Lockheed Martin successfully
conducted the sixth flight test of a Guided Multiple Launch Rocket System (GMLRS)
Unitary rocket on March 30 at White Sands Missile Range, N.M.
Test objectives included demonstrating the GMLRS Unitary rocket in the delay
mode at long range. The GMLRS Unitary tri-mode fuse provides the
warfighter with three distinct detonation options: point detonate, which
detonates the warhead on impact with the target providing minimal collateral
damage; delay mode, which detonates after impact with the target providing a
penetration capability; and proximity mode, which detonates at a predetermined
height above the target allowing a greater target area to be covered.
This was the third flight of the GMLRS Unitary rocket with the enhanced
capability fuze architecture. Preliminary data indicate all test
objectives were achieved.
“The delay mode test of the GMLRS Unitary rocket demonstrates the ability
to attack point targets where limiting collateral damage is an important
tactical constraint,” said Al Duchesne, director of MLRS Rocket Programs at
Lockheed Martin Missiles and Fire Control. “We continue to develop these
new capabilities in the MLRS family of munitions to give our warfighters the
tools necessary to achieve mission success.”
Guided MLRS Unitary integrates a 180-pound unitary warhead into the GMLRS
rocket, giving battlefield commanders the ability to attack targets up to 70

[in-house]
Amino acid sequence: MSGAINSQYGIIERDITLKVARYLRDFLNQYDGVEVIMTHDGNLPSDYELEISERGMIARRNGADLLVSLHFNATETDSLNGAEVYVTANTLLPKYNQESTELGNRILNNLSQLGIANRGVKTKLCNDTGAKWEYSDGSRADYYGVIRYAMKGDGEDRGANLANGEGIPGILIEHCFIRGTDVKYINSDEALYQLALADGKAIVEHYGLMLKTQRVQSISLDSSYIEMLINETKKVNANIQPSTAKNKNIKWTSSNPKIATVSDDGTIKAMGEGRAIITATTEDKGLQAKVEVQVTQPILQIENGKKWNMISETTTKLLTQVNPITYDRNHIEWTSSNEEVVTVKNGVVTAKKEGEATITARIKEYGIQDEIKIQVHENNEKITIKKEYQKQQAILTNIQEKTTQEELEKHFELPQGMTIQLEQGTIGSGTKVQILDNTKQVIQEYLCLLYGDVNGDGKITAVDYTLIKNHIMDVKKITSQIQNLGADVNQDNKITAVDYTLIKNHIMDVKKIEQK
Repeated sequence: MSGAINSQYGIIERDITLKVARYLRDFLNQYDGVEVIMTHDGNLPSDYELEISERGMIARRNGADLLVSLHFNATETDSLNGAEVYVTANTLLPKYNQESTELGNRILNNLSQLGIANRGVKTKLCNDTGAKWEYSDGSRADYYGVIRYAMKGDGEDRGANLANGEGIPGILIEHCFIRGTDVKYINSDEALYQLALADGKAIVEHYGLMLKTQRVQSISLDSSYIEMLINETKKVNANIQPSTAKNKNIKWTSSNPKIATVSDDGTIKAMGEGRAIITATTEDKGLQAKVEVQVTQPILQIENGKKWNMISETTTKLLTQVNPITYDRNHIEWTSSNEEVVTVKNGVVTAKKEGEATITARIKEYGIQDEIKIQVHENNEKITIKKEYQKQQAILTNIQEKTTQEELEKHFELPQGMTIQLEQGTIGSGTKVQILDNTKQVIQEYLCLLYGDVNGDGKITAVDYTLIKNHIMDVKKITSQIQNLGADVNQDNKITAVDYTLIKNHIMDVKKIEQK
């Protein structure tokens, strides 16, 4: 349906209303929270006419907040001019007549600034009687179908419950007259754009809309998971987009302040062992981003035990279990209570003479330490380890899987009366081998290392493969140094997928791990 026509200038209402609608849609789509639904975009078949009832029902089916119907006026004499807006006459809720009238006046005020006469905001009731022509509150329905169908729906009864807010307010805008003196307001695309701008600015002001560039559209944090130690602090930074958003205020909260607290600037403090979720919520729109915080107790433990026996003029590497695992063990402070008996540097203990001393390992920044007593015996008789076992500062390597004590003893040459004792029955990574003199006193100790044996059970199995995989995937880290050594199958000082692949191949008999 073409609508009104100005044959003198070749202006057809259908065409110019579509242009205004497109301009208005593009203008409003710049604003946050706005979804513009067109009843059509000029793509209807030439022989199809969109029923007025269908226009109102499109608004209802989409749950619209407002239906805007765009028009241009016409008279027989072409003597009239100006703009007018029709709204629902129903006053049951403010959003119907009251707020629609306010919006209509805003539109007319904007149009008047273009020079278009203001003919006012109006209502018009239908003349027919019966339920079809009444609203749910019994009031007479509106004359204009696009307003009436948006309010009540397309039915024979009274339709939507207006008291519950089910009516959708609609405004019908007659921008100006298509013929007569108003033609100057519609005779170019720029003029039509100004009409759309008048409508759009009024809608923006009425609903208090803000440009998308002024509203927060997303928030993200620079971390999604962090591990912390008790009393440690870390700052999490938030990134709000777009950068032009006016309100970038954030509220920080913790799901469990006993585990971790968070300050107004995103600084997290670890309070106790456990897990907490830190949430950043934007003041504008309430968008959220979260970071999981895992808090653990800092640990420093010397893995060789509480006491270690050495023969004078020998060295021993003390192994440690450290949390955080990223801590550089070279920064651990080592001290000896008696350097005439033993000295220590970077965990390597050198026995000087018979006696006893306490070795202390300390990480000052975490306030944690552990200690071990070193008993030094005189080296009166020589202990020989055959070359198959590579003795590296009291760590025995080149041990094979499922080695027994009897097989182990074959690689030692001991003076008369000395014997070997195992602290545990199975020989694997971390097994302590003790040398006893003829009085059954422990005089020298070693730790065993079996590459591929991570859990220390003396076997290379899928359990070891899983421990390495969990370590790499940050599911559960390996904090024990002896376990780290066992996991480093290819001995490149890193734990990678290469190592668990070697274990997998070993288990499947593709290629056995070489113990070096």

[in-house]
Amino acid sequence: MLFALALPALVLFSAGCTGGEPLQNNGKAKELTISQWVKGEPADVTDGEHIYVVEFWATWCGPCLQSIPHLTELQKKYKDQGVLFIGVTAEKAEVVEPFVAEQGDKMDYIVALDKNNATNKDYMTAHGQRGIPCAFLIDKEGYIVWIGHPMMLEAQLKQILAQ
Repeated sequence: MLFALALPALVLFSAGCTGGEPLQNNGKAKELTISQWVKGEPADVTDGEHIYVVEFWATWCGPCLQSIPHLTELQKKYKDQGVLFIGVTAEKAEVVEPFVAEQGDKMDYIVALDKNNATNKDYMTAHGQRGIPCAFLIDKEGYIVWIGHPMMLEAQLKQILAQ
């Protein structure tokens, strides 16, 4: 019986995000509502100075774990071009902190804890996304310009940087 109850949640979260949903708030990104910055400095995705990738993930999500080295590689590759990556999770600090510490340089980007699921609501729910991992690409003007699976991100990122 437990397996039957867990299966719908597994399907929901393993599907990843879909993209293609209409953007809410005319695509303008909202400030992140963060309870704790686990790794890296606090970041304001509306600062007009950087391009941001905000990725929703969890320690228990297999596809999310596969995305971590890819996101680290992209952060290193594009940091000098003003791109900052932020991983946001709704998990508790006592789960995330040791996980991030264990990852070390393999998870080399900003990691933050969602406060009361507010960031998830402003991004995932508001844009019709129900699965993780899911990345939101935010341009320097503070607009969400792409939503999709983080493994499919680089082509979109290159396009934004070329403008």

kilometers away with high precision. This low-cost, low-risk program will
greatly reduce collateral damage by providing enhanced accuracy to ensure
delivery of the warhead to the target.
Lockheed Martin received a $119 million contract to conduct System
Development and Demonstration (SDD) for a GMLRS variant with a single warhead in
October 2003. The SDD contract includes 86 rockets, 71 of which are flight
articles, with the balance supporting test and other activities. The
contract also provides test hardware to support 26 flight tests for an initial
configuration and 39 flight tests of a follow-on configuration.
The SDD phase of this program was preceded by a successful system
demonstration in 2002 of a Quick Reaction Unitary Rocket and a nine-month
Component Advanced Development program. The Guided Unitary SDD program will
continue through 2007.
Headquartered in Bethesda, Md., Lockheed Martin employs about 130,000 people
worldwide and is principally engaged in the research, design, development,
manufacture and integration of advanced technology systems, products and
services. The corporation reported 2004 sales of $35.5 billion.
Craig Vanbebber, (972) 603-1615